I lost my mojo for a while, but in the great wilderness of negativity that is The Internet, I think it's important to remind myself that there are jewels of positivity out there, and one of them is  three beautiful things. Although the original has had its final curtain, it's easy enough to find others who have been inspired. I intend to add my tributes once in a while.

  1. Grey trees dusted with bright green.
  2. The first fat bumble-bee of the year trundles past, mumbling at the cold.
  3. Two small boys, not conforming to their stereotype, walking along the road talking one aged about five, one aged about eight. The little on puts his arm around the other's back, and the bigger one puts his arms over the other's shoulder and they walk along in step.



The Angel in the Scrapyard, act 4

It seems that when I return to the USA, I often find angels whether I'm looking for them or not. 

Visiting the heart of the Mid-West I figured that a good steak in a quiet bar would not be hard to find. I was not wrong. I ordered the barkeepers' recommendation and sat back at the bar to wait for my food. The barkeepers' name was Kimmy which Kimmy told me at least twice, clearly and carefully.


Kimmy could have been in her late forties but the lines beside her eyes suggested closer to sixty. Her face had a still-evident softness. I say that because it was also care-worn. Her jaw was squared off, muscular at the sides and the lines in her face were few but deep. She had a carefully neutral expression, flat almost, from which a smile exploded from time to time. A long practiced and grooved smile not unlike the cooing of an old cuckoo-clock, slightly worn and rattling at the limit of its travel. She was blonde mixed with ash and silver. She reminded me of retired military women that I'd met who still worked in the military orbit. Straight and solid, with a well honed physique which would never go away. Around here, I imagined that she may have grown up working the land. Maybe she worked the bar to make ends meet in hard times. I decided that I might ask her, if I could find an opportunity without getting into all kinds of wrong-idea territory. I'm hesitant to start the tale by saying whether she was attractive or not, because that might also give the wrong idea. Instead, I'll say that her studied neutrality placed her at the perfect balance point between those two lethal pigeonholes. Perhaps they teach that in Barkeep 101.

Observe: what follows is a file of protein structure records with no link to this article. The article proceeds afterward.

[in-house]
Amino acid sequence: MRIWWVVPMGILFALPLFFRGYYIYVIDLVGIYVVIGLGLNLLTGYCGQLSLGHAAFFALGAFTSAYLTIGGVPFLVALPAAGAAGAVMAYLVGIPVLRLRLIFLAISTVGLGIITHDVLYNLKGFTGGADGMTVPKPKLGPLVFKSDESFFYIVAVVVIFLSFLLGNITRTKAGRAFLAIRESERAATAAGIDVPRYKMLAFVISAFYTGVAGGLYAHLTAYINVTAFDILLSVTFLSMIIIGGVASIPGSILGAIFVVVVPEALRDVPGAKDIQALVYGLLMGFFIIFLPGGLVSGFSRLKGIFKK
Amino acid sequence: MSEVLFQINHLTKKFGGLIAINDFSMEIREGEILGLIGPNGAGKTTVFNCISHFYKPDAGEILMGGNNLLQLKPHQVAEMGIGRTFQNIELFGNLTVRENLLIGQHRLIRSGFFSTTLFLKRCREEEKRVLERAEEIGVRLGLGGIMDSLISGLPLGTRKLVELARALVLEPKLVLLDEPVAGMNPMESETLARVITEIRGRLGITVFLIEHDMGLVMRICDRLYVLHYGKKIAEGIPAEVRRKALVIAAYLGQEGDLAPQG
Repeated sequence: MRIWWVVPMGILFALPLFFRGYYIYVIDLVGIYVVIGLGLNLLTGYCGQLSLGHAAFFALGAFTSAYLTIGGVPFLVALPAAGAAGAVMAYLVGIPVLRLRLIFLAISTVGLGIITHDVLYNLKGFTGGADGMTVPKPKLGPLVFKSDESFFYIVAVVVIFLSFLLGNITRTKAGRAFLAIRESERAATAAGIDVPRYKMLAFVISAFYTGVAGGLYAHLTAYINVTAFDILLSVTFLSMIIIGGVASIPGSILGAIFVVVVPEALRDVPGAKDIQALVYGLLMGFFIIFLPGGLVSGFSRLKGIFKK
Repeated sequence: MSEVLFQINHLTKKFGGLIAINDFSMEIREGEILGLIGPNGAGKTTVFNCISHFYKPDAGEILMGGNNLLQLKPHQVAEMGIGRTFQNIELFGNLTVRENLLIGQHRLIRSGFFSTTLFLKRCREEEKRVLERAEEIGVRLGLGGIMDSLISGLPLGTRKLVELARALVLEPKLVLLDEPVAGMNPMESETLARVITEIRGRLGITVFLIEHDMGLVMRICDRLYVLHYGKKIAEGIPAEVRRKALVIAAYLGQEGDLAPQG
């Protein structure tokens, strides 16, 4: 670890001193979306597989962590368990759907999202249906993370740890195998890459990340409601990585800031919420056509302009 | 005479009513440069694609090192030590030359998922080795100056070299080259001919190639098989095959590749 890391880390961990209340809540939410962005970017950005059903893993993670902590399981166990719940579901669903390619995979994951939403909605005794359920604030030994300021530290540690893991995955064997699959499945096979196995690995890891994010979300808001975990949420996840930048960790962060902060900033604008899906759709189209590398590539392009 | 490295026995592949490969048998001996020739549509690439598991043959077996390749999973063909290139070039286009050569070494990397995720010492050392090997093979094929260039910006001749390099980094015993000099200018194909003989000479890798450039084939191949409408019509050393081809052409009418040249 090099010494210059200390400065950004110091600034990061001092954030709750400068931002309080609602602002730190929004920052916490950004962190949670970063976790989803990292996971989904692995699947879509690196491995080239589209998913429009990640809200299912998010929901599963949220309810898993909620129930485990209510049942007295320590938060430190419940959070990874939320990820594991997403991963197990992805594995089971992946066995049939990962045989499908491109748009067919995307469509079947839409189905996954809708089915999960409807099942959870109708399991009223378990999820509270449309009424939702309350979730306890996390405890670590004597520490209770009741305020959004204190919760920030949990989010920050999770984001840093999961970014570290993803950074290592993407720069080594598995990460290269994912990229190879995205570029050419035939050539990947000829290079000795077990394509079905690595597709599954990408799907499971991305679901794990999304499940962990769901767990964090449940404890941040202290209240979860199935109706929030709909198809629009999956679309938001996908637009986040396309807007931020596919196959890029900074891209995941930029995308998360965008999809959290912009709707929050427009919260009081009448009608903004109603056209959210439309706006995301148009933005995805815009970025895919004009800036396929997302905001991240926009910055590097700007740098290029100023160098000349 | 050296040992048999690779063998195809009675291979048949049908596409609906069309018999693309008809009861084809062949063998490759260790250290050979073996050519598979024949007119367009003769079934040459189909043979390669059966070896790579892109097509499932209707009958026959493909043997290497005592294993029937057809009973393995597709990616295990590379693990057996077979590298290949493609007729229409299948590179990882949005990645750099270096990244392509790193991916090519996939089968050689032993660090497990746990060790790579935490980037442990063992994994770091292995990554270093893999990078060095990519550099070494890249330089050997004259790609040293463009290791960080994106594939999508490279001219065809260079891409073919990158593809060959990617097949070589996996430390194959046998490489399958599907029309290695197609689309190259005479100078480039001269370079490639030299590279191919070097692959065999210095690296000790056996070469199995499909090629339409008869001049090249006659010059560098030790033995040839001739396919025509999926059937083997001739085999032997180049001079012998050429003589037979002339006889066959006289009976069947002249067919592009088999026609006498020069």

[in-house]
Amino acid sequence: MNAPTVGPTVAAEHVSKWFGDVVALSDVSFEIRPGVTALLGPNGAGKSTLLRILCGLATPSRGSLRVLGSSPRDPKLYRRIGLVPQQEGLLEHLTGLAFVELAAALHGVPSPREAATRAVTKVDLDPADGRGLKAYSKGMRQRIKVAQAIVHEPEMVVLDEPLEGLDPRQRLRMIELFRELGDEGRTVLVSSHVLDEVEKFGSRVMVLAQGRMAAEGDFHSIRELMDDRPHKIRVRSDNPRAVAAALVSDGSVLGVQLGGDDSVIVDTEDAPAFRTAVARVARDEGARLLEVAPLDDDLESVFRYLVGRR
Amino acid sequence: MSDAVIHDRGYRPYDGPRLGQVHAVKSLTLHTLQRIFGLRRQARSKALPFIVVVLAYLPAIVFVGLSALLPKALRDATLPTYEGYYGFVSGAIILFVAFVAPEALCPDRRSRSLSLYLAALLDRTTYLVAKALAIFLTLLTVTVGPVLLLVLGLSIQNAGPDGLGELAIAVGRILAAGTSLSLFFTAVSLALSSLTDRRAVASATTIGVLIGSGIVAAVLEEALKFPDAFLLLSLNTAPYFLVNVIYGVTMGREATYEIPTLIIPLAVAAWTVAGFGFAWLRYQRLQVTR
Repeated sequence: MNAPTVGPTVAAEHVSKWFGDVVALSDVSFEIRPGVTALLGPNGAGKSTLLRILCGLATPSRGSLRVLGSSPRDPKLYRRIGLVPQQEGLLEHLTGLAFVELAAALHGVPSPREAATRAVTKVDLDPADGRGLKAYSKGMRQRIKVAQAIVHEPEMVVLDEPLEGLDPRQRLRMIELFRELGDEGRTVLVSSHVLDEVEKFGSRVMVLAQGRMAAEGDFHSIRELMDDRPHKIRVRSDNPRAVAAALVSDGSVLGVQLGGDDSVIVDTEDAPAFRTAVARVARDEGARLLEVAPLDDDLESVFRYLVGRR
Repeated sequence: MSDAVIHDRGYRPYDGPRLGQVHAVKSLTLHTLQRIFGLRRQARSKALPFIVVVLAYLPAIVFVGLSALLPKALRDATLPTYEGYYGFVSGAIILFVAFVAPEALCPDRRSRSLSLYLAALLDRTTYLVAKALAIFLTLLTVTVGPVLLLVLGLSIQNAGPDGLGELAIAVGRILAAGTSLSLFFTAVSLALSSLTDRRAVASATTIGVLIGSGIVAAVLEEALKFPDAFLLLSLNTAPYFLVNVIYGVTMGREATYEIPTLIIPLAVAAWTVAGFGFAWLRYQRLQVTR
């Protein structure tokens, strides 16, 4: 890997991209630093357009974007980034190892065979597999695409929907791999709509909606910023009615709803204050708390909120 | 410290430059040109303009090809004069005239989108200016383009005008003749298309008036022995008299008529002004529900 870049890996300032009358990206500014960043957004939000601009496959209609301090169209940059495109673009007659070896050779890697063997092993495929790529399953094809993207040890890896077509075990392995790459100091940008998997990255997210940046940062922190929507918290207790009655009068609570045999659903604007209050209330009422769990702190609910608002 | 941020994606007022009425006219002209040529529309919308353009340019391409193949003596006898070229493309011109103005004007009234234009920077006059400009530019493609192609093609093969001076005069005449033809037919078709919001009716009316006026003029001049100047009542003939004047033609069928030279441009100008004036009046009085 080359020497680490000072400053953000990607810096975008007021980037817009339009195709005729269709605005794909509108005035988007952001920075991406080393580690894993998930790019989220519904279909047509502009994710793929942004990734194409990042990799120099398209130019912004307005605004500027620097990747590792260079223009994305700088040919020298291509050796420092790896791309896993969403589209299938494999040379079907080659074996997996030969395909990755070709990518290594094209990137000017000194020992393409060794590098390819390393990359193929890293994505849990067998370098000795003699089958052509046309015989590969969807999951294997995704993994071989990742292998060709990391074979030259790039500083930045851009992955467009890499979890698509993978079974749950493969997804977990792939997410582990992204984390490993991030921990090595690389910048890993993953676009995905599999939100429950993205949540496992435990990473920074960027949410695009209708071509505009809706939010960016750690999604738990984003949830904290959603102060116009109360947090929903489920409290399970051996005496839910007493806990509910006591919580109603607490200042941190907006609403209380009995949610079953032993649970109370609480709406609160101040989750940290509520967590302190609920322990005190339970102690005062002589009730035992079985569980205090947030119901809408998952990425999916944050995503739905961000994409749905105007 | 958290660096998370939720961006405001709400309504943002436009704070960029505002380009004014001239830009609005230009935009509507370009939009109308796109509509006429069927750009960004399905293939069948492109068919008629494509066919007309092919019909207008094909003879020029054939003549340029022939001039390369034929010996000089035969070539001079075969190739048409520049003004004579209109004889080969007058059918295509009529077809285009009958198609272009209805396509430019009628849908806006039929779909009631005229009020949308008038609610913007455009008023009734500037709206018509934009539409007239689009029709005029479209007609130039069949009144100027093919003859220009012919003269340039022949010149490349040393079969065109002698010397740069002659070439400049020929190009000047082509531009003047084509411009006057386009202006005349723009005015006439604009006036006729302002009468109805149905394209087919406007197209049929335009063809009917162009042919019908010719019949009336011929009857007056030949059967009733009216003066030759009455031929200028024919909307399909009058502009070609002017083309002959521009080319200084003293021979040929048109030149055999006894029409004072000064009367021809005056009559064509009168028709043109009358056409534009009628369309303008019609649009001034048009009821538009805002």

A younger man approached the bar, looked at me, looked at Kimmy, looked at the Other Guy and sat down closer to him than to me, but closer still to the beer taps. He nodded at the Coors which Kimmy was already pouring. He was six feet tall and solid with a slack face and worn hands. Unlike Kimmy he was no longer solid. He sagged a little in his chair but not as much as the Other Guy. His physique was on course for a subtle rounding from a time when it was obviously square. He had tiny eyes which flickered a little in the tough facade. He turned to the Other Guy.

"Listen," he said and banged his forehead with his knuckle. It gave a dull metallic thud. "Whad'ya think of that?"

"Titanium?" Asked the Other Guy, breaking the word before the second 't'.

"Indeed it is titanium." He nodded. Stared at his beer.

"Iraq?" said the Other Guy. There was a long pause into which Kimmy poured loud squeaks from her ever dryer, ever cleaner glass.

"Sir, I wish I could say that but I surely did not. Hit a tree with my head is all."

The Other Guy nodded.  He was almost bald, with an attempt at a comb-over. Perhaps he hadn't always been fully rounded but any youthful fitness had been thoroughly buried. He wheezed a little. The tops of his arms stretched the holes in his polo shirt. His neck strained the one done-up button. He wore his shirt tucked into his big belt and it spilled over the top of his big buckle in a way that was almost impressive. His belly stuck out and up, perhaps held up by muscle, or perhaps held up by several consecutive days of steak dinners. He was physically imposing, but his shoulders sagged like he was trying to duck under everyone's gaze and get to where the menu was at.

Kimmy polished a glass.

"I assume there was a windshield involved at some point?" Asked the Other Guy.